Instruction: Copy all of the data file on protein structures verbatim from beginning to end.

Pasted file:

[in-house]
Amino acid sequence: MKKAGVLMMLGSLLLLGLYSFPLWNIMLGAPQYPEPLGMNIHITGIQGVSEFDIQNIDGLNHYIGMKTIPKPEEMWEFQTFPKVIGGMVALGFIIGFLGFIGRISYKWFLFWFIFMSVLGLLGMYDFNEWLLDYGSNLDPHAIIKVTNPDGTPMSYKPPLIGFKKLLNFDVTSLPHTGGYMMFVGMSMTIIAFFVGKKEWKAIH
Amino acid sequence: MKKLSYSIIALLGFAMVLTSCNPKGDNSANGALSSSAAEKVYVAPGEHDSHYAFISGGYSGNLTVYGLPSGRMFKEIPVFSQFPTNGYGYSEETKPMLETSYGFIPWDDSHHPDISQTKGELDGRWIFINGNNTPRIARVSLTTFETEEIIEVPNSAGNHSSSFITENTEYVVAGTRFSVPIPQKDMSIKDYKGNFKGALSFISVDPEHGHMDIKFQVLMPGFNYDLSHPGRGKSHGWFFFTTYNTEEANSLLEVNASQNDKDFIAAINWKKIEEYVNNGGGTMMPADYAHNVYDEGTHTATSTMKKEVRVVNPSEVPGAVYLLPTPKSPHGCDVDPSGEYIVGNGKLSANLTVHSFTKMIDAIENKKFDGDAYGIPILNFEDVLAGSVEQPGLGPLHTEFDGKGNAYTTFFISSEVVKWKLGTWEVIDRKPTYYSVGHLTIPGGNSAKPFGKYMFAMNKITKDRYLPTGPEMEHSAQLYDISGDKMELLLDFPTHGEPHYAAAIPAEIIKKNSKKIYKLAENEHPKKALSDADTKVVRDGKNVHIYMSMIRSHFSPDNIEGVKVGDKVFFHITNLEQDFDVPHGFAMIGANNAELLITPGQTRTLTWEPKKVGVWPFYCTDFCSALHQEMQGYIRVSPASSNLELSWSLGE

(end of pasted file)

[in-house]
Amino acid sequence: MKKAGVLMMLGSLLLLGLYSFPLWNIMLGAPQYPEPLGMNIHITGIQGVSEFDIQNIDGLNHYIGMKTIPKPEEMWEFQTFPKVIGGMVALGFIIGFLGFIGRISYKWFLFWFIFMSVLGLLGMYDFNEWLLDYGSNLDPHAIIKVTNPDGTPMSYKPPLIGFKKLLNFDVTSLPHTGGYMMFVGMSMTIIAFFVGKKEWKAIH
Amino acid sequence: MKKLSYSIIALLGFAMVLTSCNPKGDNSANGALSSSAAEKVYVAPGEHDSHYAFISGGYSGNLTVYGLPSGRMFKEIPVFSQFPTNGYGYSEETKPMLETSYGFIPWDDSHHPDISQTKGELDGRWIFINGNNTPRIARVSLTTFETEEIIEVPNSAGNHSSSFITENTEYVVAGTRFSVPIPQKDMSIKDYKGNFKGALSFISVDPEHGHMDIKFQVLMPGFNYDLSHPGRGKSHGWFFFTTYNTEEANSLLEVNASQNDKDFIAAINWKKIEEYVNNGGGTMMPADYAHNVYDEGTHTATSTMKKEVRVVNPSEVPGAVYLLPTPKSPHGCDVDPSGEYIVGNGKLSANLTVHSFTKMIDAIENKKFDGDAYGIPILNFEDVLAGSVEQPGLGPLHTEFDGKGNAYTTFFISSEVVKWKLGTWEVIDRKPTYYSVGHLTIPGGNSAKPFGKYMFAMNKITKDRYLPTGPEMEHSAQLYDISGDKMELLLDFPTHGEPHYAAAIPAEIIKKNSKKIYKLAENEHPKKALSDADTKVVRDGKNVHIYMSMIRSHFSPDNIEGVKVGDKVFFHITNLEQDFDVPHGFAMIGANNAELLITPGQTRTLTWEPKKVGVWPFYCTDFCSALHQEMQGYIRVSPASSNLELSWSLGE